For anyone who hasn’t noticed, let me start off by pointing out that I changed my name – again. (As did Karen/Kaye, this time.) We have decided to forgo the pen names in favor of our real names. If you want to know more, check out my website to find why I made this decision.
On Monday, I talked about how Pookie and I spent the weekend cleaning house on our DVR. I received emails, a phone call, and even one face-to-face comment that it was impressive that we were able to clean so much off of our DVR in one weekend.
In all honesty, it really wasn’t that impressive at all.
Over the years, Pookie and I have realized that the shows we end up loving the most are ones that either get terrible reviews or those that don’t sound that great in the beginning. So, when we hear about a new show, if it sounds like it may be the slightest bit interesting, we hit record on the series.
As the season progresses, the shows record, until we find ourselves with ten different shows that we have never watched, just sitting on the DVR and taking up space. Even worse, we have recorded every episode in case we do like the show. So, of those ten shows, we have six to ten episodes of each.
So, this weekend, we found ourselves with eighty-six episodes of television shows we had never seen, most of which were an hour long. In total, we had almost 70 hours recorded, going back as far a September.
So, we sat down to sort it out before the DVR started deleting the shows we did like to make room.
There were some shows where we watched an entire episode, others where we watched only a few minutes. Out of all of these shows, there was only one we actually liked. Of the 70 hours we recorded, about 60 were deleted without ever being seen. Five hours were samples of shows we didn’t really like. And 5 hours are still sitting on our DVR, as part of the one show we did like.
Now, I am not going to get into what this may say about us (like the fact that we need to get a life). I am fully aware that this is a pretty sad ritual we usually go through a few times a year. (Granted, we usually do it a month into fall season, and again in February-March, then again in summer, rather than letting it sit for months on end.)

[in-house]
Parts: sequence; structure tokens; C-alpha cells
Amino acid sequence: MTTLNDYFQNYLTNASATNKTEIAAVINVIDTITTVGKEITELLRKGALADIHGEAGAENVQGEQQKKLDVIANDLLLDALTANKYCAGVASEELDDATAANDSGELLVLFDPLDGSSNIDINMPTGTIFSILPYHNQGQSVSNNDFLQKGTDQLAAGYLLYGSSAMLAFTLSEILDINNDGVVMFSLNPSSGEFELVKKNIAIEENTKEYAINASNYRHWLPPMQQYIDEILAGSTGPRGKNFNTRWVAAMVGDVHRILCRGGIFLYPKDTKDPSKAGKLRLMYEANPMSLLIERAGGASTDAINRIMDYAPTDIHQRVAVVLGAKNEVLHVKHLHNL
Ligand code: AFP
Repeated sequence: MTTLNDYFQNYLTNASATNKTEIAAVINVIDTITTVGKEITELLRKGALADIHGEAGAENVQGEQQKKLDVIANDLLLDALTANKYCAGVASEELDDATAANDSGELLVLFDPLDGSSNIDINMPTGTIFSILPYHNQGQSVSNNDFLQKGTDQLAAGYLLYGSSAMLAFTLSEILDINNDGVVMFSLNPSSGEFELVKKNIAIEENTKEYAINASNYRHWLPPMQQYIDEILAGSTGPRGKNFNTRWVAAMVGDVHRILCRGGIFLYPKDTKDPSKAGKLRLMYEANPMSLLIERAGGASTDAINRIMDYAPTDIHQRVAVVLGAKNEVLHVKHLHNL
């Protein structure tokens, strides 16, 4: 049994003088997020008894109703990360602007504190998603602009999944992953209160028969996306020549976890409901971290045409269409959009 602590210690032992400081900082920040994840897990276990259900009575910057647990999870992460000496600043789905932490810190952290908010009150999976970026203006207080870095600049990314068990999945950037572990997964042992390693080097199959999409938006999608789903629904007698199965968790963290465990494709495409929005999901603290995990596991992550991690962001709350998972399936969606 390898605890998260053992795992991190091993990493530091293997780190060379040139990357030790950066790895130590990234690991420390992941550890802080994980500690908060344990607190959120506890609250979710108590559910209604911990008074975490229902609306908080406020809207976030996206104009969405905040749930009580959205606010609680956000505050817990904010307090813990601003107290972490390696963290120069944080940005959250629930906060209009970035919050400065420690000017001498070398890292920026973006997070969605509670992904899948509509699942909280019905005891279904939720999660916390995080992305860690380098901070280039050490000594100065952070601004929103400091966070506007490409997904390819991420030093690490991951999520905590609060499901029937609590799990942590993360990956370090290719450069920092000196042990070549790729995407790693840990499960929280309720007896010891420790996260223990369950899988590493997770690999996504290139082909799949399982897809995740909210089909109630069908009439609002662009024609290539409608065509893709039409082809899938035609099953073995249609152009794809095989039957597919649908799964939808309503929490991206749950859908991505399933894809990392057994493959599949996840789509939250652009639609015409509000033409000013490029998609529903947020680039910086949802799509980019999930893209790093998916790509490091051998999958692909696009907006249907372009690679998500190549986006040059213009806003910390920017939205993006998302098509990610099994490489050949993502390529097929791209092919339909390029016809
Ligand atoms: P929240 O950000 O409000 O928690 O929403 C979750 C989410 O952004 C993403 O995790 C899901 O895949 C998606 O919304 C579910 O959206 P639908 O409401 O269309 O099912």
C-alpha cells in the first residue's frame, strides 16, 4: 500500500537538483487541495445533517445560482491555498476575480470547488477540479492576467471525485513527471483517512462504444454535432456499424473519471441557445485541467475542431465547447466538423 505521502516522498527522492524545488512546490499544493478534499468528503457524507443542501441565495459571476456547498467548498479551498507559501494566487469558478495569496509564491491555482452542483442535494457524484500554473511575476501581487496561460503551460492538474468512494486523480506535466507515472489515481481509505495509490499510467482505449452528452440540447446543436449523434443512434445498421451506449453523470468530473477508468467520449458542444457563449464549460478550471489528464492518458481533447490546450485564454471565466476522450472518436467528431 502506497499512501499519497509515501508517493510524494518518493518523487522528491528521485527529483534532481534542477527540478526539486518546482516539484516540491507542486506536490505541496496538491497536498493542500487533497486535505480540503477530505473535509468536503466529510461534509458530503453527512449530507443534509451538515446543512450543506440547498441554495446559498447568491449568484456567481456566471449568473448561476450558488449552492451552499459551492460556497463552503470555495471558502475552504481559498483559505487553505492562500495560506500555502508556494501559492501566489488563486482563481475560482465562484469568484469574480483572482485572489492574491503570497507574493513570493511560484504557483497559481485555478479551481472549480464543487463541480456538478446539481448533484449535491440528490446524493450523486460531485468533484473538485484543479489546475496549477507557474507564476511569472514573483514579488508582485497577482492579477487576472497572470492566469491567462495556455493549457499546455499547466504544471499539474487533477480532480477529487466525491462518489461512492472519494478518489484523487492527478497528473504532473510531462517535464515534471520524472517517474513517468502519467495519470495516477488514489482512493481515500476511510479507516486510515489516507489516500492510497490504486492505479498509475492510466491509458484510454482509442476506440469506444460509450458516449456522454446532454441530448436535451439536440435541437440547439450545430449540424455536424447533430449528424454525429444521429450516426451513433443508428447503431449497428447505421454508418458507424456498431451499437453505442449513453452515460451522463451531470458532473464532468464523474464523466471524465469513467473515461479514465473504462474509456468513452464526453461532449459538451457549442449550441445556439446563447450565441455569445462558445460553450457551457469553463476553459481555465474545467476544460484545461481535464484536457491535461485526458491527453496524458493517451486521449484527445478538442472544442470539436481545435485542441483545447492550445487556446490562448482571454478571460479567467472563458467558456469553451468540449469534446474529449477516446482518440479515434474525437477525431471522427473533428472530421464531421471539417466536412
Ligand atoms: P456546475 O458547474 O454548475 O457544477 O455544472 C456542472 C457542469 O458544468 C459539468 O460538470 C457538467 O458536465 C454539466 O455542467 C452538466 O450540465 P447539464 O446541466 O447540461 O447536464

What struck me was that I do the same thing when I am reading. I start the book with high expectations, but, somewhere along the line, if the book doesn’t live up to those expectations, I put it back down. I may return to it one day, but it is more likely that I won’t.
I can’t tell you how many books I have bought over the years that remain unread because the first chapter or two didn’t draw me in. Now, with eReaders, readers don’t even have to buy the book. A free sample can be downloaded and read before the decision to buy the book has to be made.
While I will still often buy a $1-3 book without the sample, I always download the sample if it costs more than that – even if it is written by a beloved author as part of a favorite series.
As writers, we know the importance of a good opening. The question is, how much time do we have to hook our readers? I have heard people say as little as one sentence. Seriously – just one sentence!
Personally, I think that puts too much pressure on one sentence. While I do believe the first sentence is important, if I truly believed that it alone would make or break my book, I don’t know if I would ever be able to move past it. I would be too focused on making it “perfect.”
I tend to try to give a book at least a full chapter, sometimes two. Often, I will read the entire sample before making a decision (although, if I get to the end of the sample without buying the entire book, it is not a great sign.)
How much of a chance do you give a new book to hook you? Can you make a decision in a single sentence, or do you need more?If you have an eReader, do you download the sample, or just buy the book immediately?